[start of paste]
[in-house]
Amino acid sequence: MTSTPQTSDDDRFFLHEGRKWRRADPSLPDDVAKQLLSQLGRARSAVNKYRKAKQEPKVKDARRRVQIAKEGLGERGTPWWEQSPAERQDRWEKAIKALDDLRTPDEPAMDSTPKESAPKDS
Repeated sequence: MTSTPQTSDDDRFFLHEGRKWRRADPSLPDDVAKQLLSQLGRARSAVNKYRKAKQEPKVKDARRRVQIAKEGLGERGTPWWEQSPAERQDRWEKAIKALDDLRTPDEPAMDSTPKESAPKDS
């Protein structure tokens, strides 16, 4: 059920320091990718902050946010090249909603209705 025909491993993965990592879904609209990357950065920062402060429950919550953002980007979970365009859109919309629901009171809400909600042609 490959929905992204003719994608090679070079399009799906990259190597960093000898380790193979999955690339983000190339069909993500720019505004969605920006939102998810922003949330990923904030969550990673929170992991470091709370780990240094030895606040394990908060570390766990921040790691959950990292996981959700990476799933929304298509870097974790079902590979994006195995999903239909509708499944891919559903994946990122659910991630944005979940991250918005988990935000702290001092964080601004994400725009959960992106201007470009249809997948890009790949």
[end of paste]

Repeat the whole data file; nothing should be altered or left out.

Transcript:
[in-house]
Amino acid sequence: MTSTPQTSDDDRFFLHEGRKWRRADPSLPDDVAKQLLSQLGRARSAVNKYRKAKQEPKVKDARRRVQIAKEGLGERGTPWWEQSPAERQDRWEKAIKALDDLRTPDEPAMDSTPKESAPKDS
Repeated sequence: MTSTPQTSDDDRFFLHEGRKWRRADPSLPDDVAKQLLSQLGRARSAVNKYRKAKQEPKVKDARRRVQIAKEGLGERGTPWWEQSPAERQDRWEKAIKALDDLRTPDEPAMDSTPKESAPKDS
């Protein structure tokens, strides 16, 4: 059920320091990718902050946010090249909603209705 025909491993993965990592879904609209990357950065920062402060429950919550953002980007979970365009859109919309629901009171809400909600042609 490959929905992204003719994608090679070079399009799906990259190597960093000898380790193979999955690339983000190339069909993500720019505004969605920006939102998810922003949330990923904030969550990673929170992991470091709370780990240094030895606040394990908060570390766990921040790691959950990292996981959700990476799933929304298509870097974790079902590979994006195995999903239909509708499944891919559903994946990122659910991630944005979940991250918005988990935000702290001092964080601004994400725009959960992106201007470009249809997948890009790949």